Identified in new court documents as "Representative No. 1," Republican Rep. Bob Ney of Ohio has become the poster boy in the Jack Abramoff bribery probe, a beneficiary of trips, tickets and campaign donations, allegedly in exchange for official acts.

Ney denies doing anything wrong, and he would hardly appear to be in the top tier of likely targets for Washington lobbyists.

He is chairman of the House Administration Committee. The panel's work is often mundane, but important to everyone on the Hill — from overseeing the distribution of office furniture to protecting the Capitol after the Sept. 11, 2001, attacks.

As low-profile as his duties might seem to be, Ney appears to face serious legal problems, has a legal defense fund and has hired a well-known Washington defense attorney, Mark Tuohey, a former deputy in Independent Counsel Ken Starr's criminal investigation of the Clintons.

Ney's relationship with Abramoff could end up hurting him on the political front back home, where Democrats hope to mount a strong challenge to the six-term congressman. He won re-election by a 2-1 margin in 2004.

"There's absolutely no question we're going after this seat; I think we can take it," Susan Gwinn, the Athens County, Ohio, Democratic Party chairwoman, said Tuesday night.

"I would love to see a close race," said Democrat Roxanne Groff, who lost to Ney in a 1992 state Senate campaign.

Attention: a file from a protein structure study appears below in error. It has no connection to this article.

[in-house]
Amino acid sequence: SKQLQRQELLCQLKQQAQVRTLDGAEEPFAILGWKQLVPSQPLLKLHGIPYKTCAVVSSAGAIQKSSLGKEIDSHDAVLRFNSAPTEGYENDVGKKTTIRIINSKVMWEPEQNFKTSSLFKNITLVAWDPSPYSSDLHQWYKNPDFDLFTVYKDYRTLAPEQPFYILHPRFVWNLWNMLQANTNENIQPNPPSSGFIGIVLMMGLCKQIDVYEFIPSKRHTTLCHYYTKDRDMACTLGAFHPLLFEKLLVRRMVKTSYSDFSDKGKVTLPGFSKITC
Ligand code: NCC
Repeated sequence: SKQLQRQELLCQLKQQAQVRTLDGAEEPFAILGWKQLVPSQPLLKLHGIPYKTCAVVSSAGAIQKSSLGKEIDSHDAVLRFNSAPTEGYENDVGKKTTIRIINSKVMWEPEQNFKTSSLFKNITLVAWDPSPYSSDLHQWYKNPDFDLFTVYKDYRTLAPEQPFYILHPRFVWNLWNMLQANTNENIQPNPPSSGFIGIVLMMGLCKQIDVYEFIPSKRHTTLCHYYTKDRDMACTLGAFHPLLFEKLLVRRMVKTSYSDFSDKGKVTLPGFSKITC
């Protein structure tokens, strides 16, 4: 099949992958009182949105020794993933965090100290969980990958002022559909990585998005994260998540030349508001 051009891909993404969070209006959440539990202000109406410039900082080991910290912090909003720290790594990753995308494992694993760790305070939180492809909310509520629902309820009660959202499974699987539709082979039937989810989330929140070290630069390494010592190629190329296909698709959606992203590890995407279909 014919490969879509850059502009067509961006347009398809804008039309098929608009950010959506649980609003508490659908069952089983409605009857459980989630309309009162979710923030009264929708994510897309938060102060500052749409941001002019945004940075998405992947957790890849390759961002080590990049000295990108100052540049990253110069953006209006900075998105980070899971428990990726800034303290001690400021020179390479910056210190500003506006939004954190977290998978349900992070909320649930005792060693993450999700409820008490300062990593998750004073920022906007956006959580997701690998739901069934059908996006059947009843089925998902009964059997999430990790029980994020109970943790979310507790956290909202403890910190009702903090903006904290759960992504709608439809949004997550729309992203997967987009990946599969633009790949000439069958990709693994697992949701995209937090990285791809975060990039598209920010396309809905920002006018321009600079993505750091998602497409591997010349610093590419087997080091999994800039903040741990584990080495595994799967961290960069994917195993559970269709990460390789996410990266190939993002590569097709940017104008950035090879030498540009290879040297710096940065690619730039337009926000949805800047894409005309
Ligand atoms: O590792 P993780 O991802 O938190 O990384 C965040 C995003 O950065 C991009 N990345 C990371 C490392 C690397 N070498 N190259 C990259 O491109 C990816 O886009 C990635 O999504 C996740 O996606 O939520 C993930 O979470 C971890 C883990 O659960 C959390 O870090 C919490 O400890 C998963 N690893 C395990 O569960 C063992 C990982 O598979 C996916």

Among the candidates are Chillicothe Mayor Joe Sulzer, a Vietnam veteran, running on a platform of returning ethics to Ney's eastern Ohio congressional district.

"Given what has come out, it seems very likely that Bob Ney would draw a strong opponent," said University of Akron political science professor John Green. "If one were tempted to run against Bob Ney, this would certainly be seen as the time."

The unwelcome notoriety Ney faces raises an intriguing question: Who else on Capitol Hill is in the prosecutors' gun-sights?

One man who may have some answers is Michael Scanlon, the former partner in Abramoff's lobbying firm. Scanlon, an ex-aide to Rep. Tom DeLay, R-Texas, has become a government witness in the Abramoff investigation.

Scanlon pleaded guilty Monday to conspiring to bribe public officials, a charge growing out of the government investigation of attempts to defraud Indian tribes and corrupt a member of Congress.

But for now, Ney is Exhibit A. Three full pages in the court papers in Scanlon's guilty plea Monday itemize things of value to Ney or his staff and official acts allegedly performed in return.

Ney has ready responses for all of them.

The congressman says he was misled by Abramoff about who was paying for a 2002 golf trip to Scotland. Ney said "I was told point blank" that a conservative policy group was footing the bill.

Ney said he backed a measure to help reopen an Indian-operated gambling casino in Texas after being assured by Abramoff that Sen. Christopher Dodd, D-Conn., supported it. Dodd said neither Abramoff nor Scanlon ever contacted him about it.

When evidence emerged that Abramoff and Scanlon had collected $80 million for representing six American Indian tribes with casinos, Ney said, "You do something that is in good faith — how did I know what they were charging their clients? Why would I hurt anyone, especially an Indian tribe?"

Ney has interesting historical connections to another Ohio congressman, the late Rep. Wayne Hays, who chaired the same committee that Ney now heads.

Hays put his mistress on his payroll as his secretary, and when the arrangement was publicly disclosed, Hays was forced out of his chairmanship and eventually Congress.

Elected to the Ohio House, Hays then lost a bid for re-election to Ney.

When Ney was elected to Congress in 1994, he asked to be on Hays' old committee. He wanted to be chairman. He got his wish.